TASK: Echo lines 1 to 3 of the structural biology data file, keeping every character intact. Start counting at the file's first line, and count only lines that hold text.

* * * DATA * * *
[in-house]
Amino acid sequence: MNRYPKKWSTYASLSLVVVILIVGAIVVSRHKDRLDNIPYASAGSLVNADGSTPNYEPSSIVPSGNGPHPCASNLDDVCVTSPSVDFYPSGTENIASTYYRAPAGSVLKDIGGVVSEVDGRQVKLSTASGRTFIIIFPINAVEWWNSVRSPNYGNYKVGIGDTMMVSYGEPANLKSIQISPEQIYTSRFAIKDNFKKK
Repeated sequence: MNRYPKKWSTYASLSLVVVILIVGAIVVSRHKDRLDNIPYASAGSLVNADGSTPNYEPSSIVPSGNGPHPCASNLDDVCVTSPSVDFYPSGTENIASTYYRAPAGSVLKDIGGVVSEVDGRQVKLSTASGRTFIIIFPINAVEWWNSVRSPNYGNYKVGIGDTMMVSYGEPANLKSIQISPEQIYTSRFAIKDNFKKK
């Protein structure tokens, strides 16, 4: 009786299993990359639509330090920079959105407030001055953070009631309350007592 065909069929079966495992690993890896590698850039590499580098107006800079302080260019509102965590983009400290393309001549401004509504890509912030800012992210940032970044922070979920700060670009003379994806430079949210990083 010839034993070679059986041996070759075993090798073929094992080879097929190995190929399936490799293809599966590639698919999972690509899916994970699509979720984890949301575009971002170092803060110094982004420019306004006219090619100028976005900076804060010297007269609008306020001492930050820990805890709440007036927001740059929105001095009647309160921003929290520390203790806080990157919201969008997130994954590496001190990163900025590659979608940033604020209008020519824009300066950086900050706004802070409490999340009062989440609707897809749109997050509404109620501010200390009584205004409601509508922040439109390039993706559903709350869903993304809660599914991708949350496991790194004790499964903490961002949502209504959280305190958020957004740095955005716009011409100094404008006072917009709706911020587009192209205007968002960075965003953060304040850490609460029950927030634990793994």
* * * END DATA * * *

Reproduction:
[in-house]
Amino acid sequence: MNRYPKKWSTYASLSLVVVILIVGAIVVSRHKDRLDNIPYASAGSLVNADGSTPNYEPSSIVPSGNGPHPCASNLDDVCVTSPSVDFYPSGTENIASTYYRAPAGSVLKDIGGVVSEVDGRQVKLSTASGRTFIIIFPINAVEWWNSVRSPNYGNYKVGIGDTMMVSYGEPANLKSIQISPEQIYTSRFAIKDNFKKK
Repeated sequence: MNRYPKKWSTYASLSLVVVILIVGAIVVSRHKDRLDNIPYASAGSLVNADGSTPNYEPSSIVPSGNGPHPCASNLDDVCVTSPSVDFYPSGTENIASTYYRAPAGSVLKDIGGVVSEVDGRQVKLSTASGRTFIIIFPINAVEWWNSVRSPNYGNYKVGIGDTMMVSYGEPANLKSIQISPEQIYTSRFAIKDNFKKK